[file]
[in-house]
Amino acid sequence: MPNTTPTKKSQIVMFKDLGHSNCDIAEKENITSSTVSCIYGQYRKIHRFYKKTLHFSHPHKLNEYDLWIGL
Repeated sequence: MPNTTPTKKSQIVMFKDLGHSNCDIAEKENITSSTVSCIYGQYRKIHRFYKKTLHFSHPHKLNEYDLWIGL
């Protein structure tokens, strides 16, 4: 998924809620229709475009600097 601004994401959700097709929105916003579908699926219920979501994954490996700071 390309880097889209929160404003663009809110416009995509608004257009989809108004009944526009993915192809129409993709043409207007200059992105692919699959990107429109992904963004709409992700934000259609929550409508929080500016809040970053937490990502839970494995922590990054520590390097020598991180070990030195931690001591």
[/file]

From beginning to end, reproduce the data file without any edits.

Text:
[in-house]
Amino acid sequence: MPNTTPTKKSQIVMFKDLGHSNCDIAEKENITSSTVSCIYGQYRKIHRFYKKTLHFSHPHKLNEYDLWIGL
Repeated sequence: MPNTTPTKKSQIVMFKDLGHSNCDIAEKENITSSTVSCIYGQYRKIHRFYKKTLHFSHPHKLNEYDLWIGL
């Protein structure tokens, strides 16, 4: 998924809620229709475009600097 601004994401959700097709929105916003579908699926219920979501994954490996700071 390309880097889209929160404003663009809110416009995509608004257009989809108004009944526009993915192809129409993709043409207007200059992105692919699959990107429109992904963004709409992700934000259609929550409508929080500016809040970053937490990502839970494995922590990054520590390097020598991180070990030195931690001591």